In a push to improve early childhood education for English-language learners, Illinois will soon require pre-K teachers who work with ELLs to earn ESL credentials, Maggie Severns writes in The Washington Post.
The change in Illinois’ policy regarding ELLs may serve as a lesson to other states, according to Severns, a policy analyst for the New America Foundation’s Early Education Initiative—especially given the recent news that minority babies now account for a majority of all births in the U.S.
“Training teachers who give immigrant children their first systematic exposure to English sounds like common sense—but in almost every state, there is no such push,” she writes. And considering that policymakers “have come to recognize the benefits of early childhood education,” says Severns, most states’ failure to target young ELLs for improvement is “surprising.”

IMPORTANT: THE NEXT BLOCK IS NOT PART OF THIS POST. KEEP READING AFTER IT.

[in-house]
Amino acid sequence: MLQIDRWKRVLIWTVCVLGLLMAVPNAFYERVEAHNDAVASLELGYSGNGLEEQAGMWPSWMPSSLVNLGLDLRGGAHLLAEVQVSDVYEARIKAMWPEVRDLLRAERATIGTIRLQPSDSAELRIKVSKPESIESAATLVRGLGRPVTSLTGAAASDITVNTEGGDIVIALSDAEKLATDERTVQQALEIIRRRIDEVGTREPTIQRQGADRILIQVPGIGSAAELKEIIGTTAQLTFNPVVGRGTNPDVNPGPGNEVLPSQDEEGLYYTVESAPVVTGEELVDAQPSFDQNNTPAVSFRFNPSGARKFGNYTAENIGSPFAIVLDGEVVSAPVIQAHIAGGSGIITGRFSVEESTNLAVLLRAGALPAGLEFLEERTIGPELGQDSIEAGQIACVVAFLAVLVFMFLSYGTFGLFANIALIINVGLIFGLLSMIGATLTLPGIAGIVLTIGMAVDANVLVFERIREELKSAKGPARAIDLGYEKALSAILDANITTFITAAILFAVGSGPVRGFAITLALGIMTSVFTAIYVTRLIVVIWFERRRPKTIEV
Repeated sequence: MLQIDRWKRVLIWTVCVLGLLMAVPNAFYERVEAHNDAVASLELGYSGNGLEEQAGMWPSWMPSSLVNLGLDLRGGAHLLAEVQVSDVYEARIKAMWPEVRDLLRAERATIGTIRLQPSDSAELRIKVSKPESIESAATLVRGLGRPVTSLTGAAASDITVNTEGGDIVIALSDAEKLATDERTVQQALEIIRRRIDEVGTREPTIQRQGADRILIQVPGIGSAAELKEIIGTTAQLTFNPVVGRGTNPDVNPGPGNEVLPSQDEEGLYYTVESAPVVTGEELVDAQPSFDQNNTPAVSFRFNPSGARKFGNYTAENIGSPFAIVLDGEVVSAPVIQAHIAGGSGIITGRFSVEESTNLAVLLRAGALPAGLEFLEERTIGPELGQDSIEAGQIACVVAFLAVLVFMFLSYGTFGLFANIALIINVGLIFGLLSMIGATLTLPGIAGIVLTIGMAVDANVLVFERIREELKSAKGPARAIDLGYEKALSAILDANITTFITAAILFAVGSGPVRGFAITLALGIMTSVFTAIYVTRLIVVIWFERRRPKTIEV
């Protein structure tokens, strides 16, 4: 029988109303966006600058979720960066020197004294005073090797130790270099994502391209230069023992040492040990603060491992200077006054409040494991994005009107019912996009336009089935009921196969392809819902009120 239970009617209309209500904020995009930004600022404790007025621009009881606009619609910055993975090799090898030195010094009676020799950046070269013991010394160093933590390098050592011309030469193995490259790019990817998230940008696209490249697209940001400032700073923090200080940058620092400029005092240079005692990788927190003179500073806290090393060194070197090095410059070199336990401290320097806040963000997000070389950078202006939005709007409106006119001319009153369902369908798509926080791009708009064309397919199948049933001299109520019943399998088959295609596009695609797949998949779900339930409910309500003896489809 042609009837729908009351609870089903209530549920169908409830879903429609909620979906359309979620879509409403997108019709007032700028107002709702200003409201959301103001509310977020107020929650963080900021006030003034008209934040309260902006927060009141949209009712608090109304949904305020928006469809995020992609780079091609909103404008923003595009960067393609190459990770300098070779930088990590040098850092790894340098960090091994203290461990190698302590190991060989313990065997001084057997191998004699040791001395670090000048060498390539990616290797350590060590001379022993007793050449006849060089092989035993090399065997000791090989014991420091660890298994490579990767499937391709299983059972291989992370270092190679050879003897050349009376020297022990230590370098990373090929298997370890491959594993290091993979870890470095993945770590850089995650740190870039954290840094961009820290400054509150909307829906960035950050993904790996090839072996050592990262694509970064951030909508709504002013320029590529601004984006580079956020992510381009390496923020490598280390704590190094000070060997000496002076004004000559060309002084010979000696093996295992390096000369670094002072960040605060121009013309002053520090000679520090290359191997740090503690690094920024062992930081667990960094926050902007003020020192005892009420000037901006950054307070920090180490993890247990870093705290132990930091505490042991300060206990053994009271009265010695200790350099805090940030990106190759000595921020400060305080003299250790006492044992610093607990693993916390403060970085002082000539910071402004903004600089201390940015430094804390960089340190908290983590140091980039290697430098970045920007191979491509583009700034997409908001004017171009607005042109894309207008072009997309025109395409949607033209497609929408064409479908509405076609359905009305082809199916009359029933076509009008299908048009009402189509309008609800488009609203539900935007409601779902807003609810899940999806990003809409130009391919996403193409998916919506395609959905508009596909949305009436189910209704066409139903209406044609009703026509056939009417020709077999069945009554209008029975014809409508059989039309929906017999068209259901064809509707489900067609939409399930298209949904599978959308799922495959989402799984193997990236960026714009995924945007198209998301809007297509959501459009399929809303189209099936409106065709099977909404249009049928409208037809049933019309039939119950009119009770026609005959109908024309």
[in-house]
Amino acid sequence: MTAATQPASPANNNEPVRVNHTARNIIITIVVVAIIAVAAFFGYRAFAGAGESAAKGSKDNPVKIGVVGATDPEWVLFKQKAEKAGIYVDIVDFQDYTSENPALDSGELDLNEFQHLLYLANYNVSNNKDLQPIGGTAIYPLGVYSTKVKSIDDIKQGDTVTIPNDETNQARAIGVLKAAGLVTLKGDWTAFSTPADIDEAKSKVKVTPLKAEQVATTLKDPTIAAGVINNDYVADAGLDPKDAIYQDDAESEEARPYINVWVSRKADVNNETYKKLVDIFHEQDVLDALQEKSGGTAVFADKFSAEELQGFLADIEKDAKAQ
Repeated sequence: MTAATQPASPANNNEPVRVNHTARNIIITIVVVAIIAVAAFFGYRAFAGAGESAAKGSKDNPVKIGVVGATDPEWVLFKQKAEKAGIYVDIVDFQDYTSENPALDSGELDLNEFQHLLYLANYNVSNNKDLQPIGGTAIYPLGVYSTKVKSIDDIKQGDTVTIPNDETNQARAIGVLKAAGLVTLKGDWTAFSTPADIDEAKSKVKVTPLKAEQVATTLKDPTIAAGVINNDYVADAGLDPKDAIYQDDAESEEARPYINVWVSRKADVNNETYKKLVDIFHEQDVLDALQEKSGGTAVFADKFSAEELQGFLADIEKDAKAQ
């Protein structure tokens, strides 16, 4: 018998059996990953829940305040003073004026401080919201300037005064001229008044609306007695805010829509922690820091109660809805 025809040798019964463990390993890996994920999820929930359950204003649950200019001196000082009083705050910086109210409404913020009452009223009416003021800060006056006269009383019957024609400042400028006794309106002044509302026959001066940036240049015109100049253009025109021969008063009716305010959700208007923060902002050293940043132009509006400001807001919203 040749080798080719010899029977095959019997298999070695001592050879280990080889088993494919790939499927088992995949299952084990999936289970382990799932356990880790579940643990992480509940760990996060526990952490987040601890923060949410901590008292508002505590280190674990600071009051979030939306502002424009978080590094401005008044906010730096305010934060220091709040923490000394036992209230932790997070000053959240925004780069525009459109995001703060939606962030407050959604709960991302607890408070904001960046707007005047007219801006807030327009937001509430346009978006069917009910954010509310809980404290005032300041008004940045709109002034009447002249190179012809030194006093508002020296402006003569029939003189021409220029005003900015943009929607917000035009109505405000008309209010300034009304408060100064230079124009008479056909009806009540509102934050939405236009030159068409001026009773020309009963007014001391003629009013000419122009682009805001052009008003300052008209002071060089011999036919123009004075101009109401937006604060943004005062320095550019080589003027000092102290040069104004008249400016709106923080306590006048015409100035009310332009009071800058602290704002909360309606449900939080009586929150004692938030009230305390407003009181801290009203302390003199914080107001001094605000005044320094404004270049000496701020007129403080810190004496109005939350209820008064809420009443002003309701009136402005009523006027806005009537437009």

However, the credential requirement, which officially starts in 2014, could make it difficult for districts to find enough teachers with the necessary training.
Do you agree that a focus on ELLs in the early years could be key to closing the achievement gap between ELLs and their peers? Do you foresee problems with requiring more teacher training?
A version of this news article first appeared in the Teaching Now blog.